Author: Samuel Slipp M.D
Publisher: Jason Aronson (1775)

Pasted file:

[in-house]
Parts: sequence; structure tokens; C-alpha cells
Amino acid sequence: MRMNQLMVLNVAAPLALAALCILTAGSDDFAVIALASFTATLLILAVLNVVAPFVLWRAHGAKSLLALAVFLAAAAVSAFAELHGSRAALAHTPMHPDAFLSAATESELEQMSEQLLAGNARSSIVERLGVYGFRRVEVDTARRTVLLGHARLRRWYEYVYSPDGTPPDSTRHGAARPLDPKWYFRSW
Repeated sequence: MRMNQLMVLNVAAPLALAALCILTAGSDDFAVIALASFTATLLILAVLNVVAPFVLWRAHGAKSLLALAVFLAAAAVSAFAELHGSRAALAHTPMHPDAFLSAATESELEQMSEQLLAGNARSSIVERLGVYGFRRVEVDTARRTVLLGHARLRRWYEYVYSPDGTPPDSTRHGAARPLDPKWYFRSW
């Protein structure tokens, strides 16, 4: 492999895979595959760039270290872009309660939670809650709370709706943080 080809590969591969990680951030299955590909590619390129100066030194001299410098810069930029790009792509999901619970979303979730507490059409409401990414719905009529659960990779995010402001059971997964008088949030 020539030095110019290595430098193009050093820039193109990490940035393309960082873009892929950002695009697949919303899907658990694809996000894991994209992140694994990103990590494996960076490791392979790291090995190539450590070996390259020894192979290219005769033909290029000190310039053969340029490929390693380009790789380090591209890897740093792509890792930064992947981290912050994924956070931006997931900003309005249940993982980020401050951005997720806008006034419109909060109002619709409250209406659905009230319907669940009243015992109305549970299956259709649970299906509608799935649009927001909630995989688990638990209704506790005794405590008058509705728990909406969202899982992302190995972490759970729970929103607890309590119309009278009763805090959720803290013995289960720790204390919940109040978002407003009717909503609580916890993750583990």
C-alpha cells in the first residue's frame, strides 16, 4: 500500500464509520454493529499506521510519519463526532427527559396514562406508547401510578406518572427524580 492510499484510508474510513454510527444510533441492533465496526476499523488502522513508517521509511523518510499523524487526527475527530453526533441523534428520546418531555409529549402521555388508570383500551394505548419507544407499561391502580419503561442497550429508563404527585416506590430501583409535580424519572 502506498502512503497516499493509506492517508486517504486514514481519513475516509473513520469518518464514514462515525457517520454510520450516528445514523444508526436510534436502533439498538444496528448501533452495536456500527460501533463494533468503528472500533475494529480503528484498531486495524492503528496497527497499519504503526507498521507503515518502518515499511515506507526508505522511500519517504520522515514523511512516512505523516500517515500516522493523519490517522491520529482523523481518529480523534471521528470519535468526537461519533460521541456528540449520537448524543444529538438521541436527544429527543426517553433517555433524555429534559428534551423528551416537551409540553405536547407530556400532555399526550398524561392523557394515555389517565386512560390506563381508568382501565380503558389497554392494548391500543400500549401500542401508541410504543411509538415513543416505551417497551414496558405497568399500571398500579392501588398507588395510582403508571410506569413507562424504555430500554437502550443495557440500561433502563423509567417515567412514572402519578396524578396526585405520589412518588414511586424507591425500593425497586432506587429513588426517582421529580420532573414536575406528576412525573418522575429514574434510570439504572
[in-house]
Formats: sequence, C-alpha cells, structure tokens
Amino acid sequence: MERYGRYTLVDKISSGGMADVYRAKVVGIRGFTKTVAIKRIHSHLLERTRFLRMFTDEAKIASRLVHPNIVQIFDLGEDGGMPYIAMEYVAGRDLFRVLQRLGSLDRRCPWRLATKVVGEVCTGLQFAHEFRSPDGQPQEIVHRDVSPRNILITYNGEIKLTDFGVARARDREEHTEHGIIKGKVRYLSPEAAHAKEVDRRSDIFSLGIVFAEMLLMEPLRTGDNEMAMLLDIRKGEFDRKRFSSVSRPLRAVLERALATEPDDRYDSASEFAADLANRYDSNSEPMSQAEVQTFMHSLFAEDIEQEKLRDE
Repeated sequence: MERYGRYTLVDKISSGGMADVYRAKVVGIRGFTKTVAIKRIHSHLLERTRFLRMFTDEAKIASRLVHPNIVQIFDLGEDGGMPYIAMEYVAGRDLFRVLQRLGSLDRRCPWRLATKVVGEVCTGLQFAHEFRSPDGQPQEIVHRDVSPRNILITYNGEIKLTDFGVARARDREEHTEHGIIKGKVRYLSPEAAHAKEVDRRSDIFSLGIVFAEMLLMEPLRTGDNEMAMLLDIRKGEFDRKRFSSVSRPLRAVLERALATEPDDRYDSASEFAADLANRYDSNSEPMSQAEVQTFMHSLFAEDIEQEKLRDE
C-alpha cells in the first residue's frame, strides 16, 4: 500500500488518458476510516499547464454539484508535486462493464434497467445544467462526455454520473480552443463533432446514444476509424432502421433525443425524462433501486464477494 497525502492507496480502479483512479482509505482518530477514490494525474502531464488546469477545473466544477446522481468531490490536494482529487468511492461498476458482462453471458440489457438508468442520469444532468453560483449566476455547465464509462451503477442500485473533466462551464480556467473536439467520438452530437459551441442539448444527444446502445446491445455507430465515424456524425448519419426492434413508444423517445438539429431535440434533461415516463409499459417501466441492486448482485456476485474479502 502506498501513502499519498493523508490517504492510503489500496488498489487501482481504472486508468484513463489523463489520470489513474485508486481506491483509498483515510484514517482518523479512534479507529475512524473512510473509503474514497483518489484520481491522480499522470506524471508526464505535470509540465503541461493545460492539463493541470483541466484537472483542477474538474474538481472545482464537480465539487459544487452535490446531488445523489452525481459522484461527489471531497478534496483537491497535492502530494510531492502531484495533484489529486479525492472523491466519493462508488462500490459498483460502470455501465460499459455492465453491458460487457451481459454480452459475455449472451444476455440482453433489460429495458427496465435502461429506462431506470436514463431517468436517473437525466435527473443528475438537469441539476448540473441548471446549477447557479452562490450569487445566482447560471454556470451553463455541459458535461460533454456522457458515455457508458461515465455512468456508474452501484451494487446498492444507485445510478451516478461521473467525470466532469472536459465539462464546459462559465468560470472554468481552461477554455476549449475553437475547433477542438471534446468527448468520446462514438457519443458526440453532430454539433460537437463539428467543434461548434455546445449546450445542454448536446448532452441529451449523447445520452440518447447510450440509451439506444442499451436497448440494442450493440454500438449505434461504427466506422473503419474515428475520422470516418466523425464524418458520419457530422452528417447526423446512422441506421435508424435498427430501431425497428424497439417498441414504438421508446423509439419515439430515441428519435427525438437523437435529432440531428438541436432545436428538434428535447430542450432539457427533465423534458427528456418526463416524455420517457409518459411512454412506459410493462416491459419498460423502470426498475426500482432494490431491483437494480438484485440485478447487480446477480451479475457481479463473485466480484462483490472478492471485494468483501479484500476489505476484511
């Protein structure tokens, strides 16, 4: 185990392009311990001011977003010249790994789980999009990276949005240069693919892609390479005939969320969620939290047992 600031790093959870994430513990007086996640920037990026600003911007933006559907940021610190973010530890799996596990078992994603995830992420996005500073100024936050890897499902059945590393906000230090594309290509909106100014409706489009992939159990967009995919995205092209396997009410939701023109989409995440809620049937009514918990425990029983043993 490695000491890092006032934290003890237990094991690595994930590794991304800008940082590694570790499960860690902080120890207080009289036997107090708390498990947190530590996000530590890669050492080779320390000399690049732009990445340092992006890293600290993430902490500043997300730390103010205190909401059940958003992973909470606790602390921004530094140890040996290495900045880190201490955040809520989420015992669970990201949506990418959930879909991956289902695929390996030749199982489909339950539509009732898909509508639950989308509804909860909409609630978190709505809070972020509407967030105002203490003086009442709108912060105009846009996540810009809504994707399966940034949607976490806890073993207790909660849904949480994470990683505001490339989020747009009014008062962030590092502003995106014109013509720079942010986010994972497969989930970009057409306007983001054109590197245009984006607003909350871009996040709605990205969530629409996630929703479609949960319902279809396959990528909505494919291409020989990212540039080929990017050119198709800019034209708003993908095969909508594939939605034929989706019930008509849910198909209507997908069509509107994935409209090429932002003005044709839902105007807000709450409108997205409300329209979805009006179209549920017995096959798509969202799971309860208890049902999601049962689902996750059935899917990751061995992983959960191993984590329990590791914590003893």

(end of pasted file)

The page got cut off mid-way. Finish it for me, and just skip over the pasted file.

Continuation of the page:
Since the turn of the century, the thrust of psychoanalysis has been to evolve a comprehensive theory of human behavior and a system of therapy for the individual patient. This approach is based on inner personality development and its vicissitudes during childhood, with particular emphasis on the first five or six years of life. The pathogenesis and the focus of analytic treatment has been on early intrapsychic conflicts for neurotic states and on developmental arrest for borderline and psychotic conditions. Simultaneously, over the past decade family therapists have made great strides in recognizing and working with the external, current effect of the family on the pathology of the identified patient. This has been particularly true for patients with low levels of self-differentiation, who remain symbiotically bound to their families. Here, before individual therapy is possible, it is often essential to work first with the family therapeutically, to diminish the forces that originate in the family and bind the patient. Only then can the patient separate and individuate.
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